5G satellite briefly becomes brightest object in night sky
With more constellations on the horizon, scientists call for better approval of launches
A recently launched 5G satellite periodically becomes the brightest object in the night sky, alarming astronomers who reckon it sometimes becomes hundreds of times brighter than the current recommendations.
Astronomers are increasingly concerned human-made space hardware can interfere with their research efforts. In March, research showed the number of Hubble images photobombed in this way nearly doubled from the 2002-2005 period to the 2018-2021 timeframe, for example.
Research in Nature this week shows that the BlueWalker 3 satellite — prototype kit designed to convey 4 and 5G phone signals — had become one of the brightest objects in the night sky and a times exceed recommended limits hundreds of times over.
The research was based on an international campaign which relied on observations from both amateur and professional observations made in Chile, the US, Mexico, New Zealand, the Netherlands and Morocco.
BlueWalker 3 has an aperture of 693 square feet (64m2) – about the size of a one-bedroom apartment – to connect to cellphones via 3GPP-standard frequencies. The size of the array creates a large surface area which reflects sunlight. Once it was fully deployed, BlueWalker 3 became as bright as Procyon and Achernar, the brightest stars in the constellations of Canis Minor and Eridanus, respectively.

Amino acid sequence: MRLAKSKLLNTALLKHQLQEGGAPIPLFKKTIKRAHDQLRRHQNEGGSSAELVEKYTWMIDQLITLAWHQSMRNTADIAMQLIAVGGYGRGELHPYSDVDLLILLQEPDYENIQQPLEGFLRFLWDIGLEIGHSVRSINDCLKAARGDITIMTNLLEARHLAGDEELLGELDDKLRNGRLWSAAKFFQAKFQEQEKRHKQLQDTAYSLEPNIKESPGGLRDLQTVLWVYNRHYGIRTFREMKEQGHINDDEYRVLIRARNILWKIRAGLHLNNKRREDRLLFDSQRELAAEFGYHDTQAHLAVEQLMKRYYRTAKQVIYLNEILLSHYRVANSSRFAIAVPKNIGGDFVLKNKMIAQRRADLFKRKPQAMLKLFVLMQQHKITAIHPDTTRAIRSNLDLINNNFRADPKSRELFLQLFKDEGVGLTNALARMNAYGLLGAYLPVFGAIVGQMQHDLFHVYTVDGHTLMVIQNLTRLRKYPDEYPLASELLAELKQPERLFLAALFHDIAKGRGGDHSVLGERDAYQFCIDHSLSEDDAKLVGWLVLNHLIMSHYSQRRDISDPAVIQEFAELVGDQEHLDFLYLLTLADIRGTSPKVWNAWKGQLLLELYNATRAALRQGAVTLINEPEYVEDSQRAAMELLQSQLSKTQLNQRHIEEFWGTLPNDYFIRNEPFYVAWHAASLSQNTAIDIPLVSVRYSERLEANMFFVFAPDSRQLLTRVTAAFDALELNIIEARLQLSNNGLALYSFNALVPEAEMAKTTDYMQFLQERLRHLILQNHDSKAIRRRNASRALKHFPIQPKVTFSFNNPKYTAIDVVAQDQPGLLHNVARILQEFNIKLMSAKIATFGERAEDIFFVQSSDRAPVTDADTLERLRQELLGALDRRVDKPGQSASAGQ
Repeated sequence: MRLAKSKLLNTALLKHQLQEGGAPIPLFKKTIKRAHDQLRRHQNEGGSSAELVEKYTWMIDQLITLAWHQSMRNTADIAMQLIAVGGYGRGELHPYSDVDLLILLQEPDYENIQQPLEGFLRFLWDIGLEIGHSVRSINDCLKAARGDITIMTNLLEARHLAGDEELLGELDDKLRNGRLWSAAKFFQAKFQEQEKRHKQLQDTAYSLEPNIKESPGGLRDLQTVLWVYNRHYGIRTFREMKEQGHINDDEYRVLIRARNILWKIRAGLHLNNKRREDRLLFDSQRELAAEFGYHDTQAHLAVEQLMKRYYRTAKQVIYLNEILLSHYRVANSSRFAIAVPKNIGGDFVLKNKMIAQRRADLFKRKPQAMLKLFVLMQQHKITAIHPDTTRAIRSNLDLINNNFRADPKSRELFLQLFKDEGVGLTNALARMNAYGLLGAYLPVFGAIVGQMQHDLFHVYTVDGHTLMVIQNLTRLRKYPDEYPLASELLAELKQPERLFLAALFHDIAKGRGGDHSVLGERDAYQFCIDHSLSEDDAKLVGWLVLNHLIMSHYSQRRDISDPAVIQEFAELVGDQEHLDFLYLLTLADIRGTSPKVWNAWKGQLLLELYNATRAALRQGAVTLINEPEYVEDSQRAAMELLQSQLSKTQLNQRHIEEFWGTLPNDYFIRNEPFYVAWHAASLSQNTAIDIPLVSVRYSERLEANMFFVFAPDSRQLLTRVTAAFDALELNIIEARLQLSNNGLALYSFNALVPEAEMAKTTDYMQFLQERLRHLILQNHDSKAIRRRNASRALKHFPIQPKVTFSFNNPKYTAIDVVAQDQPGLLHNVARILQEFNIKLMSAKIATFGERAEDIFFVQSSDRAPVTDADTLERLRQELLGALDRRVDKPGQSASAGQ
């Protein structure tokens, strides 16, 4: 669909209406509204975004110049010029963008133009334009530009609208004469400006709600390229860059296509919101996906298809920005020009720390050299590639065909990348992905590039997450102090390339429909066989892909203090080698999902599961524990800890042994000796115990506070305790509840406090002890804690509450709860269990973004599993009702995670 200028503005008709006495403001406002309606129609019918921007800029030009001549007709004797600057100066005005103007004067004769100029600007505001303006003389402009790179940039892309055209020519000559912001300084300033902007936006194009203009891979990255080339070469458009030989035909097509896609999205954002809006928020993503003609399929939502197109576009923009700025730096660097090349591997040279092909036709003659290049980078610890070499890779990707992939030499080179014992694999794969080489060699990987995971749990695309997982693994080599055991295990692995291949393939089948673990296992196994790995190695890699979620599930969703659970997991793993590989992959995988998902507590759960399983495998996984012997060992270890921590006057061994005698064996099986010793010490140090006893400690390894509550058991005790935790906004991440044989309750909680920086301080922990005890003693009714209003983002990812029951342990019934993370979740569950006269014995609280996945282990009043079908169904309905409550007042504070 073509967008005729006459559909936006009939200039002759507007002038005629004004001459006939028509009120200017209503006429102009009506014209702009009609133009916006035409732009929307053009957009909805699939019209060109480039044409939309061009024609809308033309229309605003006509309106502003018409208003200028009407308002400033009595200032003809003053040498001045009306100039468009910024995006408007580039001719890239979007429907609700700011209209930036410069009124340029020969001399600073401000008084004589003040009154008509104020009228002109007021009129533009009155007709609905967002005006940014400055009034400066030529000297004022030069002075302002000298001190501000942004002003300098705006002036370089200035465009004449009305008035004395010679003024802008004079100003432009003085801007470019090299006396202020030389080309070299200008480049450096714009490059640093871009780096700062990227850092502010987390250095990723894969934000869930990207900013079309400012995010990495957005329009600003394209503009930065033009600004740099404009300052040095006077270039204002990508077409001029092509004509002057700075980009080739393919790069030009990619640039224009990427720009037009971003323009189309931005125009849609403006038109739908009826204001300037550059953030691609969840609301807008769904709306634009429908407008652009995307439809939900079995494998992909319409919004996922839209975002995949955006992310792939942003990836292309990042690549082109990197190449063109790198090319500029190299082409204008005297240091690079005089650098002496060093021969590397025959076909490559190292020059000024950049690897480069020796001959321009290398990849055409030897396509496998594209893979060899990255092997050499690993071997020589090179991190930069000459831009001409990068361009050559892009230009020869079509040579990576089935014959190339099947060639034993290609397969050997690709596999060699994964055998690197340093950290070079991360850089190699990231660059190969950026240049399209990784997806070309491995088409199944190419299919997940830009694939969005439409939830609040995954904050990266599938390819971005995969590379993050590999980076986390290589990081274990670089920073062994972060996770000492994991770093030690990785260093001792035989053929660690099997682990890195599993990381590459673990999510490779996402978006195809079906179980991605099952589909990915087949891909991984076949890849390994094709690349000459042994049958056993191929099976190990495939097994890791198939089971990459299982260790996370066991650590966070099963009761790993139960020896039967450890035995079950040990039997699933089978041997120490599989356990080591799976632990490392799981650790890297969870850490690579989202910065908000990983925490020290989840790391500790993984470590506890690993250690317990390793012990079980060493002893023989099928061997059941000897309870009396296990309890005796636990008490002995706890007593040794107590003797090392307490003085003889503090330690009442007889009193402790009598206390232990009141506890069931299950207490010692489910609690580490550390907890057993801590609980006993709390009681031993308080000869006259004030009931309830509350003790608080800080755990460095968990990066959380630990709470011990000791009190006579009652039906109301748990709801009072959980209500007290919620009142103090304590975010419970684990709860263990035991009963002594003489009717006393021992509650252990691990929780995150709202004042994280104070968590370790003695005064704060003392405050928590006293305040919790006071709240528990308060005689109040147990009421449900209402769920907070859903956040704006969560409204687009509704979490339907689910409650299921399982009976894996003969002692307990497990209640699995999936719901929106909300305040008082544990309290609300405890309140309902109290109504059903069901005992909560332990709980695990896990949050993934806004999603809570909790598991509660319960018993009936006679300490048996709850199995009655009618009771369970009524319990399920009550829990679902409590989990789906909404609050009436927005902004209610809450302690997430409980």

The research – led by Sangeetha Nandakumar and Jeremy Tregloan-Reed, both of Chile's Universidad de Atacama, and Siegfried Eggl of the University of Illinois – also looked at the impact of the effects of Launch Vehicle Adapter (LVA), the spaceflight container which forms a black cylinder.
The study found the LVA reached an apparent visual magnitude of four times brighter than the current International Astronomical Union recommendation of magnitude 7 after it jettisoned last year.
"The expected build-out of constellations with hundreds of thousands of new, bright objects will make active satellite tracking and avoidance strategies a necessity for ground-based telescopes," the paper said.
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"Despite many efforts by the aerospace industry, policy makers, astronomers and the community at large to mitigate the impact of these satellites on ground-based astronomy, with individual examples such as the Starlink Darksat and VisorSat mitigation designs and Bragg coatings on Starlink Gen2 satellites, the trend towards the launch of increasingly larger and brighter satellites continues to grow.
"Impact assessments for satellite operators prior to launch could help ensure that the impact of their satellites on the space and Earth environments is critically evaluated. We encourage the implementation of such studies as part of launching authorization processes," the research scientists said.
Last month, Vodafone claimed to have made the world's first space-based 5G call placed using an unmodified handset with the aid of the AST SpaceMobile-operated BlueWalker 3 satellite.
Vodafone said the 5G call was made on September 8 from Maui, Hawaii, to a Vodafone engineer in Madrid, Spain, from an unmodified Samsung Galaxy S22 smartphone, using the WhatsApp voice and messaging app. ®